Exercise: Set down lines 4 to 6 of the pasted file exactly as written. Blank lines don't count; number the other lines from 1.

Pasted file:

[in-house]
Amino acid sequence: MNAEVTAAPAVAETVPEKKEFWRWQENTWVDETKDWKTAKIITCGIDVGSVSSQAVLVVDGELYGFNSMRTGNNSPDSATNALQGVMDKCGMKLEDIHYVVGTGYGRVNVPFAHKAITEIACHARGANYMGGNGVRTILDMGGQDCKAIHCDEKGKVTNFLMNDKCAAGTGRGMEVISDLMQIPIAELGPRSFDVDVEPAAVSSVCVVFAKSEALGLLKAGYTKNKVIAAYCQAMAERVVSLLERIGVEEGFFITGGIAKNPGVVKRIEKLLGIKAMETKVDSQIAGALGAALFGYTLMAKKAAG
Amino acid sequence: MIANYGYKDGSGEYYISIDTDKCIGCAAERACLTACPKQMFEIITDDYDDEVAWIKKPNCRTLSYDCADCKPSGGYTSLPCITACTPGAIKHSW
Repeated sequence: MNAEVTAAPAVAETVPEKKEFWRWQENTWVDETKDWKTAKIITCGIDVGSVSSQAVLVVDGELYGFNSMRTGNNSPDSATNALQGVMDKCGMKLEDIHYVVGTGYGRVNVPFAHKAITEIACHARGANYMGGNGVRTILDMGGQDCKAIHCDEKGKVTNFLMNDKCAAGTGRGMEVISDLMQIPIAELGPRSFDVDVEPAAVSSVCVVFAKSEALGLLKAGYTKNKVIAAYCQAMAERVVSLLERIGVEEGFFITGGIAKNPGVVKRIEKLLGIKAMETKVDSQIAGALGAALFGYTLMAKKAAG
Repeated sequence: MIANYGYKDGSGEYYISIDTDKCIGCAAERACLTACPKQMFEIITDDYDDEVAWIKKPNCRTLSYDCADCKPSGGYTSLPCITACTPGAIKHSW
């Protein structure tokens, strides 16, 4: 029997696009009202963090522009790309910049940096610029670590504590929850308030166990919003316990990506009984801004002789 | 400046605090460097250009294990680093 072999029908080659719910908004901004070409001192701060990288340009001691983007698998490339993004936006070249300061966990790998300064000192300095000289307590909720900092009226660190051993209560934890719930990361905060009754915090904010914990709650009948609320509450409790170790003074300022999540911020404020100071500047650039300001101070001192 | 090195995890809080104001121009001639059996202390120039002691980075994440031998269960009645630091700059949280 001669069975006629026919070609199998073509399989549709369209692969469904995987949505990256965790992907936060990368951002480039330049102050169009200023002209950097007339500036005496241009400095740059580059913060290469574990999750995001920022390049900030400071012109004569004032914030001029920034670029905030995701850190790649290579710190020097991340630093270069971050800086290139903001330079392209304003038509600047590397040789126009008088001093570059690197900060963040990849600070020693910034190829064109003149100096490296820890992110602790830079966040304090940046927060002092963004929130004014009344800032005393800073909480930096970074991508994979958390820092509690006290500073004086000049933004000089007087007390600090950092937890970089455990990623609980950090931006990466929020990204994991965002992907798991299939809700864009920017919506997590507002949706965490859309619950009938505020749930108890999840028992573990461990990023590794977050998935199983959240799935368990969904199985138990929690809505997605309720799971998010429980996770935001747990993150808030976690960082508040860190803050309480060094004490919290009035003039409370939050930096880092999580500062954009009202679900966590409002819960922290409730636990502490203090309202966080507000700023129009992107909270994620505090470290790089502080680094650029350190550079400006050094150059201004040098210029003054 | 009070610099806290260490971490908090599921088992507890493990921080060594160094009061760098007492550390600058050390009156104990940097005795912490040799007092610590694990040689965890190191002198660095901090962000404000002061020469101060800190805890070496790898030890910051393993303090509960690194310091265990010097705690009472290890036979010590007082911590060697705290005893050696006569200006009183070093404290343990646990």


Repeated sequence: MNAEVTAAPAVAETVPEKKEFWRWQENTWVDETKDWKTAKIITCGIDVGSVSSQAVLVVDGELYGFNSMRTGNNSPDSATNALQGVMDKCGMKLEDIHYVVGTGYGRVNVPFAHKAITEIACHARGANYMGGNGVRTILDMGGQDCKAIHCDEKGKVTNFLMNDKCAAGTGRGMEVISDLMQIPIAELGPRSFDVDVEPAAVSSVCVVFAKSEALGLLKAGYTKNKVIAAYCQAMAERVVSLLERIGVEEGFFITGGIAKNPGVVKRIEKLLGIKAMETKVDSQIAGALGAALFGYTLMAKKAAG
Repeated sequence: MIANYGYKDGSGEYYISIDTDKCIGCAAERACLTACPKQMFEIITDDYDDEVAWIKKPNCRTLSYDCADCKPSGGYTSLPCITACTPGAIKHSW
């Protein structure tokens, strides 16, 4: 029997696009009202963090522009790309910049940096610029670590504590929850308030166990919003316990990506009984801004002789 | 400046605090460097250009294990680093 072999029908080659719910908004901004070409001192701060990288340009001691983007698998490339993004936006070249300061966990790998300064000192300095000289307590909720900092009226660190051993209560934890719930990361905060009754915090904010914990709650009948609320509450409790170790003074300022999540911020404020100071500047650039300001101070001192 | 090195995890809080104001121009001639059996202390120039002691980075994440031998269960009645630091700059949280 001669069975006629026919070609199998073509399989549709369209692969469904995987949505990256965790992907936060990368951002480039330049102050169009200023002209950097007339500036005496241009400095740059580059913060290469574990999750995001920022390049900030400071012109004569004032914030001029920034670029905030995701850190790649290579710190020097991340630093270069971050800086290139903001330079392209304003038509600047590397040789126009008088001093570059690197900060963040990849600070020693910034190829064109003149100096490296820890992110602790830079966040304090940046927060002092963004929130004014009344800032005393800073909480930096970074991508994979958390820092509690006290500073004086000049933004000089007087007390600090950092937890970089455990990623609980950090931006990466929020990204994991965002992907798991299939809700864009920017919506997590507002949706965490859309619950009938505020749930108890999840028992573990461990990023590794977050998935199983959240799935368990969904199985138990929690809505997605309720799971998010429980996770935001747990993150808030976690960082508040860190803050309480060094004490919290009035003039409370939050930096880092999580500062954009009202679900966590409002819960922290409730636990502490203090309202966080507000700023129009992107909270994620505090470290790089502080680094650029350190550079400006050094150059201004040098210029003054 | 009070610099806290260490971490908090599921088992507890493990921080060594160094009061760098007492550390600058050390009156104990940097005795912490040799007092610590694990040689965890190191002198660095901090962000404000002061020469101060800190805890070496790898030890910051393993303090509960690194310091265990010097705690009472290890036979010590007082911590060697705290005893050696006569200006009183070093404290343990646990």